Yiwu and a Hospital Adventure
Greetings from Hangzhou,
We write from a lovely hotel in the heart of Hangzhou. We’re in the midst of a weekend excursion to the south of Shanghai. It’s been tiring but ultimately very fruitful. We’re seeing things we never otherwise would have seen without the guidance and expertise of Professor Kelley.
Most interesting for our business interests was our trip to the epicenter of the commodity world, Yiwu. Yiwu is home to the world’s largest commodity markets – it’s the underbelly of our consumerist world. The raw statistics are astonishing: the floor area covers over 45,000,000 sq. feet, there are more than 70,000 stores and booths, products are exported to over 215 countries and regions. If you have ever bought something, there’s a good chance that object made it’s way to your store by way of Yiwu.
We were able to spend some time walking the rows and rows (and rows and rows) of booths selling quite literally anything you can imagine. It’s impossible to overstate the markets’ size and scope. The jewelry section feels endless; we couldn’t believe so many different designs even existed. Most of it is of low quality and really personifies the “Made in China” stereotype of cheap and low-quality goods. But some other objects, like vases and electronics, are the type of thing you might find at a Michaels or TJMaxx and pay real money for. We attempted to negotiate to purchase a few things for ourselves, but a foreigner pointed upwards from us meaning “one,” was interpreted as a request to order “one-thousand.” Oh well, maybe we weren’t cut out to be commodity exporters.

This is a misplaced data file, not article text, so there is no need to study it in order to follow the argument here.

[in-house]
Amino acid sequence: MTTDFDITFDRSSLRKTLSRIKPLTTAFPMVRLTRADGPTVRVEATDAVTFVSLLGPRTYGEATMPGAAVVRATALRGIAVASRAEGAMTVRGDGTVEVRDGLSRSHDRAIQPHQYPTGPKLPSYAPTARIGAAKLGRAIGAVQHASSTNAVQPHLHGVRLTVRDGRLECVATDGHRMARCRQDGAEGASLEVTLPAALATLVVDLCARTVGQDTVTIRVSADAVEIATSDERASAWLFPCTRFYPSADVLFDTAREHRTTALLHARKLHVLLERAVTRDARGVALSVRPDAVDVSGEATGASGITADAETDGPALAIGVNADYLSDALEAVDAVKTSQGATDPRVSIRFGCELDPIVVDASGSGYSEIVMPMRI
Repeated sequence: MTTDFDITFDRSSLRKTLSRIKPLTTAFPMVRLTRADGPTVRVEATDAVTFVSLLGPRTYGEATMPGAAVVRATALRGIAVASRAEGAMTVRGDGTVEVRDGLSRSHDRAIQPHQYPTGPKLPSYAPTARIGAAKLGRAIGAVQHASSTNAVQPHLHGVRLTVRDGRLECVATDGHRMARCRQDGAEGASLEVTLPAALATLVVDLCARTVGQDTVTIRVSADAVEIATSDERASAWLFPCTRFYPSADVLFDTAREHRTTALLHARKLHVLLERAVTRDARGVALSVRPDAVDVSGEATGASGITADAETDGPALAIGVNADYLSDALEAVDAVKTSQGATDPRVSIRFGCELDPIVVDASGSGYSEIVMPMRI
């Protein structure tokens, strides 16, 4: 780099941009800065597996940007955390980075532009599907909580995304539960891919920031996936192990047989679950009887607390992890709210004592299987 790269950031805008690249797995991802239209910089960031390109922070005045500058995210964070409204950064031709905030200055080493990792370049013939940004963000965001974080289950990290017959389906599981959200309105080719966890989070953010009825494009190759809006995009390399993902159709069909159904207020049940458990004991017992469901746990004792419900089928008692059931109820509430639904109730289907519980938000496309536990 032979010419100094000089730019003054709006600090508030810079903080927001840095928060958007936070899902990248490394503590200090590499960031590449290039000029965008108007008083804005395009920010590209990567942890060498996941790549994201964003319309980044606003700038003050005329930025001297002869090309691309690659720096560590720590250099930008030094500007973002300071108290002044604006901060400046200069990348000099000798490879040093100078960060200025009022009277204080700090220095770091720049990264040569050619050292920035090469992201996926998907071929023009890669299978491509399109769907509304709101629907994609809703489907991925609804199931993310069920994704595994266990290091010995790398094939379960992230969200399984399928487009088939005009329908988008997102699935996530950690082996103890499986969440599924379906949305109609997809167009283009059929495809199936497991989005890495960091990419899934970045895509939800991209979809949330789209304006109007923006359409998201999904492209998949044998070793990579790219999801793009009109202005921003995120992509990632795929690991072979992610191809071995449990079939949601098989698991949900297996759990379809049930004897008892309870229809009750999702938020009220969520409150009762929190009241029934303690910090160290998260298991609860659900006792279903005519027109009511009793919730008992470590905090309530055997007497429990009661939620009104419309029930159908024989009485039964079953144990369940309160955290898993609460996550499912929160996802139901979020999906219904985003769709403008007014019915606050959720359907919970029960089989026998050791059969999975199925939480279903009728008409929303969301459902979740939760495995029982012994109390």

In other BRIC news, Marissa got out of the hospital Tuesday (she dislocated her knee on Friday), and she has been having fun in her wheelchair. Here is her recap of her hospital stay:
“At first it was pretty scary being in a hospital in China, especially with a knee that resembled a watermelon. I learned a lot about non-verbal communication, as almost everyone (including my WONDERFUL nurse) did not speak English. Also, as it turns out, hospital food in China is pretty much the same as America with an Asian flare: toast for breakfast, noodles for lunch, rice for dinner! One highlight was on Monday afternoon when one of the IES staff was visiting me, I got to hear the story of my nurse—it was pretty incredible. This woman lives in the hospital (she sleeps on a chair), and she has not left in five years. She works every day to save money for her son to go to college and have a better life. The most striking thing about the story was her philosophy on life: “you’ve got to be happy, don’t take things too seriously.” It was a beautiful and humbling conversation. Overall, the hospital was as good of an experience as I could have asked for under the circumstances, especially with the support of Michelle, IES, International SOS, and my fellow BRIC students (Zak and Justin even brought me CAKE!)”
More to come soon!
– Guy, Andrew A, Marissa